AuthorsHakami, Marim A.
AdvisorsDa Costa, Pedro M. F. J.
KAUST DepartmentPhysical Sciences and Engineering (PSE) Division
Permanent link to this recordhttp://hdl.handle.net/10754/656684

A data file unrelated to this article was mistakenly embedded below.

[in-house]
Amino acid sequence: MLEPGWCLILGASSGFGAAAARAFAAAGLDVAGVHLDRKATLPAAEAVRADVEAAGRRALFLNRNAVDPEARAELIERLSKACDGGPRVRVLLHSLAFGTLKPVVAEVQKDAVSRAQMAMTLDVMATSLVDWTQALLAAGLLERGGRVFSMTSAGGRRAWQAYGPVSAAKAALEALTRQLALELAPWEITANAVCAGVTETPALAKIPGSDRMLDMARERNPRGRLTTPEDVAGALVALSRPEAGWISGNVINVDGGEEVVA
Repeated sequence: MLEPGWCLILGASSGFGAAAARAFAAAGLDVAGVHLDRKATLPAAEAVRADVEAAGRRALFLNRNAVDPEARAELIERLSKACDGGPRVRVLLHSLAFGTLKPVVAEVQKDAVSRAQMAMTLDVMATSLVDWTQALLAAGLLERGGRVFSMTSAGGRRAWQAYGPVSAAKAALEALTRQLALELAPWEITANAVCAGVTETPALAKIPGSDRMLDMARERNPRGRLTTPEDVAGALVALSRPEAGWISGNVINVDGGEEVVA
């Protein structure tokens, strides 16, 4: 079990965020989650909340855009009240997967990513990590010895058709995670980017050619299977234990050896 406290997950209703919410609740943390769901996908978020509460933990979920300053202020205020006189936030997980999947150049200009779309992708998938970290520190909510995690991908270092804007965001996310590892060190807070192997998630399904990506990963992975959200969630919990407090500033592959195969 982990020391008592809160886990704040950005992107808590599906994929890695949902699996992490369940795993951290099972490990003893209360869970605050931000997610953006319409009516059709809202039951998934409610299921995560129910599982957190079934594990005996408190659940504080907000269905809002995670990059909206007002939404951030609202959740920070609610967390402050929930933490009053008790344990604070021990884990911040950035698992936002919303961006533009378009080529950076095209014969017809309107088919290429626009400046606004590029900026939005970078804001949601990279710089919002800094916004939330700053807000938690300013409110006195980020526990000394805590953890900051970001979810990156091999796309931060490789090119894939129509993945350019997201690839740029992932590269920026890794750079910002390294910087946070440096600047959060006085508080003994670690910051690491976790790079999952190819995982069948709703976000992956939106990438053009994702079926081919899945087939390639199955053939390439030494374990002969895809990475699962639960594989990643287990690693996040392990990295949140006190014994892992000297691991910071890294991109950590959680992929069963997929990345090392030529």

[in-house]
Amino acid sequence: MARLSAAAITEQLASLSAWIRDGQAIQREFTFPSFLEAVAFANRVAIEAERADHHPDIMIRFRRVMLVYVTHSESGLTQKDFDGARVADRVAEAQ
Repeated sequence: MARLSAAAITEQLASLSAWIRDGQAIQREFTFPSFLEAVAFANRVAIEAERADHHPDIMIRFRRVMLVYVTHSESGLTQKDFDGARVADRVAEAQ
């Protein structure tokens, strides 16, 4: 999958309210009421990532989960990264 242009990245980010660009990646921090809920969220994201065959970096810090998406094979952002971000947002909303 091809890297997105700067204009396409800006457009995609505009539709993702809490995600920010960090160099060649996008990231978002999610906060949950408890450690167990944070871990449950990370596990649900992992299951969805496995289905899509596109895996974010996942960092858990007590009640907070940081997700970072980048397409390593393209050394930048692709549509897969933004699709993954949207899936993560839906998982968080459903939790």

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AbstractGraphene, a layer of carbon atoms arranged in a honeycomb-type structure, has attracted enormous interest since it was first isolated in 2004. Chemical vapor deposition (CVD) is one of the most common techniques to produce graphene but questions remain on how best to standardize its growth. Different designs of reactors, numerous sub-types of CVD (plasma-enhanced, low pressure…), catalytic metal foils that vary in surface chemistry and texture… these are all variables that are abundantly scrutinized in the literature. Despite the scattering of procedures and observations, it is rare to find comparative studies of graphene growth. In this thesis, two thermal CVD reactors were explored to grow single–layer graphene (SLG) on a 50 μm copper foil. These set–ups were very different, one being a “showerhead” cold–wall type whereas the other one had a tubular hot-wall chamber. Their inner volume, gas flow limits, and heating rates were other differentiating factors. The work had three critical steps: pre–growth treatment of the metal foil, growth step and SLG transfer. All required absolute control to obtain high quality, uniform and cm2–scale SLG placed on a SiO2 substrate. Overall, and after standardizing the surface of the metal foil, it was possible to design a CVD recipe for the two reactors that differed only on the gas flow rates used. Thus, and contrary to an often-used argument in the literature, SLG growth recipes can be transferred amongst thermal CVD reactors.